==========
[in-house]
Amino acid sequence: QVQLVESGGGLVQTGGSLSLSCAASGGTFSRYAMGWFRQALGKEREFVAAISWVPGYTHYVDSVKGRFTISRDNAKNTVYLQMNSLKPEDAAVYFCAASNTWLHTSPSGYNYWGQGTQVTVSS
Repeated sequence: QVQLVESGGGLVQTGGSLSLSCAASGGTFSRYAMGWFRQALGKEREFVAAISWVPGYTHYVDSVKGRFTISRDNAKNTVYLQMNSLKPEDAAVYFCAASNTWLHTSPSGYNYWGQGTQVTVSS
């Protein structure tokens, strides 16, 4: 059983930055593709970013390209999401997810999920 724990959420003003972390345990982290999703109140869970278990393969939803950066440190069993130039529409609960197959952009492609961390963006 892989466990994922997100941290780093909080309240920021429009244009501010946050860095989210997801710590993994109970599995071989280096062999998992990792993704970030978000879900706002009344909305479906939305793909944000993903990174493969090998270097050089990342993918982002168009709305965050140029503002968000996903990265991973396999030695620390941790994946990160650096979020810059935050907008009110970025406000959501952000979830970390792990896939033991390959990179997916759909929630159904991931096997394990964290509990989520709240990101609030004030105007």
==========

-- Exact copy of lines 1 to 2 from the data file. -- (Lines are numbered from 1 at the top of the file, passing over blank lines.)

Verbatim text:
[in-house]
Amino acid sequence: QVQLVESGGGLVQTGGSLSLSCAASGGTFSRYAMGWFRQALGKEREFVAAISWVPGYTHYVDSVKGRFTISRDNAKNTVYLQMNSLKPEDAAVYFCAASNTWLHTSPSGYNYWGQGTQVTVSS